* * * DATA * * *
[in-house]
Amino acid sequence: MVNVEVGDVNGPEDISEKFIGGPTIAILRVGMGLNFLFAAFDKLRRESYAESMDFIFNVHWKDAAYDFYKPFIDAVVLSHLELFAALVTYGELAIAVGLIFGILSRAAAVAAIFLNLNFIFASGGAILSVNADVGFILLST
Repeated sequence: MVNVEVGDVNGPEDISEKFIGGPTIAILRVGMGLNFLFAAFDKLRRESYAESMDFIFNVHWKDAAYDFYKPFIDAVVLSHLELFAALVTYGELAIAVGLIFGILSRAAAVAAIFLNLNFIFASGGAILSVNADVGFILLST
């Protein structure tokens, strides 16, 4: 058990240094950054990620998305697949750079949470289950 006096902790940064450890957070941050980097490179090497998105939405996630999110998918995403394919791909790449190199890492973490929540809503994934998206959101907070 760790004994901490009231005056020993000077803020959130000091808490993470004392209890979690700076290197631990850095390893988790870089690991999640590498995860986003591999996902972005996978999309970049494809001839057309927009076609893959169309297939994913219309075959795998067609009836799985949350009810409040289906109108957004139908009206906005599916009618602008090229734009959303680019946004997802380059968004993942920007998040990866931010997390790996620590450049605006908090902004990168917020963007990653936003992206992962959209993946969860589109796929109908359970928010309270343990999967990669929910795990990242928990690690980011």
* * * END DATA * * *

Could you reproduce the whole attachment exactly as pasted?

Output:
[in-house]
Amino acid sequence: MVNVEVGDVNGPEDISEKFIGGPTIAILRVGMGLNFLFAAFDKLRRESYAESMDFIFNVHWKDAAYDFYKPFIDAVVLSHLELFAALVTYGELAIAVGLIFGILSRAAAVAAIFLNLNFIFASGGAILSVNADVGFILLST
Repeated sequence: MVNVEVGDVNGPEDISEKFIGGPTIAILRVGMGLNFLFAAFDKLRRESYAESMDFIFNVHWKDAAYDFYKPFIDAVVLSHLELFAALVTYGELAIAVGLIFGILSRAAAVAAIFLNLNFIFASGGAILSVNADVGFILLST
């Protein structure tokens, strides 16, 4: 058990240094950054990620998305697949750079949470289950 006096902790940064450890957070941050980097490179090497998105939405996630999110998918995403394919791909790449190199890492973490929540809503994934998206959101907070 760790004994901490009231005056020993000077803020959130000091808490993470004392209890979690700076290197631990850095390893988790870089690991999640590498995860986003591999996902972005996978999309970049494809001839057309927009076609893959169309297939994913219309075959795998067609009836799985949350009810409040289906109108957004139908009206906005599916009618602008090229734009959303680019946004997802380059968004993942920007998040990866931010997390790996620590450049605006908090902004990168917020963007990653936003992206992962959209993946969860589109796929109908359970928010309270343990999967990669929910795990990242928990690690980011």